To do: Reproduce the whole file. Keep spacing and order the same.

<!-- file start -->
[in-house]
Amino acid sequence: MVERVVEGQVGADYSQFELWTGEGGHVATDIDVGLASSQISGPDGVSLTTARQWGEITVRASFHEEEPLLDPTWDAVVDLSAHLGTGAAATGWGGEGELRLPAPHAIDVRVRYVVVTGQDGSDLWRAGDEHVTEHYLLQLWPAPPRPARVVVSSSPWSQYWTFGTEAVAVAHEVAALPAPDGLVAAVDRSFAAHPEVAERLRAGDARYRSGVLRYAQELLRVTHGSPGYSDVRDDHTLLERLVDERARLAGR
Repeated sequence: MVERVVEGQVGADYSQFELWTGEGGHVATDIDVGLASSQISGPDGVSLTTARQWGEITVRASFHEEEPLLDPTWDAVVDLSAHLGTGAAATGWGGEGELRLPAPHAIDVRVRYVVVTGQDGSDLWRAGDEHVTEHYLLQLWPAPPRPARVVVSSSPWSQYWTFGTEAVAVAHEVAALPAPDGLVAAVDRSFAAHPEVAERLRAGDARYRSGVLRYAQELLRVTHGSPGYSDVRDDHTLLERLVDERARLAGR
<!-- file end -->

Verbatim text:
[in-house]
Amino acid sequence: MVERVVEGQVGADYSQFELWTGEGGHVATDIDVGLASSQISGPDGVSLTTARQWGEITVRASFHEEEPLLDPTWDAVVDLSAHLGTGAAATGWGGEGELRLPAPHAIDVRVRYVVVTGQDGSDLWRAGDEHVTEHYLLQLWPAPPRPARVVVSSSPWSQYWTFGTEAVAVAHEVAALPAPDGLVAAVDRSFAAHPEVAERLRAGDARYRSGVLRYAQELLRVTHGSPGYSDVRDDHTLLERLVDERARLAGR
Repeated sequence: MVERVVEGQVGADYSQFELWTGEGGHVATDIDVGLASSQISGPDGVSLTTARQWGEITVRASFHEEEPLLDPTWDAVVDLSAHLGTGAAATGWGGEGELRLPAPHAIDVRVRYVVVTGQDGSDLWRAGDEHVTEHYLLQLWPAPPRPARVVVSSSPWSQYWTFGTEAVAVAHEVAALPAPDGLVAAVDRSFAAHPEVAERLRAGDARYRSGVLRYAQELLRVTHGSPGYSDVRDDHTLLERLVDERARLAGR